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C. Willemsen : The Rails

Christiane Willemsen (Liège, 1935)
The Rails, 1977
Oil on panel, 95 X 100 cm
Musée des Beaux-Arts de Liège, Legs Paul Dony, LPD 0052


Christiane is one of those discreet artists who don't like much light, except for the light in her studio, and who put all their energy into painting. Painting above all!

Her exhibitions are few and far between and the literature about her is rather laconic. An interview with the artist was still the surest way to find out about her career. This exchange made it possible to sketch out the contours of a biography and the artist's views on her work.

The artist

Christiane Willemsen was born on 5 January 1935 at her parents' home in the Chartreuse district. From an early age, her attraction to the world of art was obvious. It was therefore quite natural for her to enrol at the Royal Academy of Fine Arts in Liège after leaving secondary school in 1952. First of all, she studied drawing under the auspices of the teacher and artist Henri Brasseur, but also sculpture under the guidance of Marceau Gillard.

Drawing held his attention and became, over time, his entry point to painting. With the encouragement of various teachers, she then embarked on this path without ever leaving it and focused on the oil technique. She then became a drawing teacher at the Royal Academy of Fine Arts in Liege.

Henri Brasseur had a great influence on her work. It therefore seems obvious that Christiane followed in her master's footsteps by adopting a rather realistic vein of figuration. However, this realism is tempered by a supernatural, almost fantastic atmosphere to which is added a particularly refined use of colour.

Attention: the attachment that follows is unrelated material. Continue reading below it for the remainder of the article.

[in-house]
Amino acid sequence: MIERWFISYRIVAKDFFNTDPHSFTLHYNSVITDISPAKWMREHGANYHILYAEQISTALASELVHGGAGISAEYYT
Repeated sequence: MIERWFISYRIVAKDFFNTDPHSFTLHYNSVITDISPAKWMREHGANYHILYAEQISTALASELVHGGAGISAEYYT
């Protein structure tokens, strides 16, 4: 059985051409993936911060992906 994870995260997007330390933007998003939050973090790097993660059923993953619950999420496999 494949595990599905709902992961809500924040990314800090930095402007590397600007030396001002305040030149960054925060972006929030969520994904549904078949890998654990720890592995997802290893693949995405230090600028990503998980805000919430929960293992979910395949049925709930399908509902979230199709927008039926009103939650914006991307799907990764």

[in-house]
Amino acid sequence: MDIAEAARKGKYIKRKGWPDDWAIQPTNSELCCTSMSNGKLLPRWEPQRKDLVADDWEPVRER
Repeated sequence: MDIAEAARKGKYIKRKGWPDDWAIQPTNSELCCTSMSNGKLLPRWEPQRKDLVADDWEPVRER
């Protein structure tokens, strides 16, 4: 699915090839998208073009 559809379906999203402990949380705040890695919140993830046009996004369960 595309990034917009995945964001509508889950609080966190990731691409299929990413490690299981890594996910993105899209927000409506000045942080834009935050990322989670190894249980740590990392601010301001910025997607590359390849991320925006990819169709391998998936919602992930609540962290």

Like Brasseur, Christiane is immersed in her time. Although, according to her, both of them do not claim to belong to any particular artistic movement, she admits that the emerging Pop Art developing at the end of the fifties in the United States had a clear influence on their work.

Later, she began to paint landscapes with subtle colours that still retain this enigmatic atmosphere.

« The Rails »

Do not rely on the artist to decode the image. There is no question of locating and identifying the place and the character of 'Rails'. The artist concentrates above all on the protagonist. It is he and what he evokes in the viewer that counts.

The unknown person in "Rails" is anonymous. He is the "He" of impersonal sentences. He is anyone, but he is also everyone.

"He" is not waiting for anyone! It is the artist who says so. He crosses the railway tracks with confidence. His goal? A better place elsewhere or rather, as Christiane thinks, the illustration of this ordinary maxim that we have all, one day, whispered to ourselves: "The grass is greener elsewhere". Decidedly, the painter invites us to travel, to take the road.

However, there remains an elusive equivocation in the representation. Without really knowing why, we can guess if not an inconsistency, at least a discrepancy in realism. The scene seems real and unreal at the same time.

The mysterious man crosses the rails from one side to the other without caring about anything other than what is driving him. Bound by his idea, he gives up following the route that the railway tracks lay out for him. In short, he refuses to conform. Perhaps this is precisely what makes the realism of the scene seem out of place?

By being where we don't expect him to be, the artist adds a poetic dimension to an apparently ordinary scene and evokes a reality of which we haven't perceived all the refinements. If we were not afraid to confine his work to a reductive term, we would be tempted to describe it as "supernatural realism".

But let us leave the final word to the viewer, as the painter suggests. It is up to them to complete the story and make sense of the "rails".

So what do you think this work is about and where is this man going?

Henri Brasseur (Liège, 1918 – 1981)
The Olympic shooter, 1964
Oil on paper mounted on novopan, 193 X 148 cm
Musée des Beaux-Arts de Liège, AW 1696

Grégory Desauvage 
Curator - Musée des Beaux-Arts de Liège 
La Boverie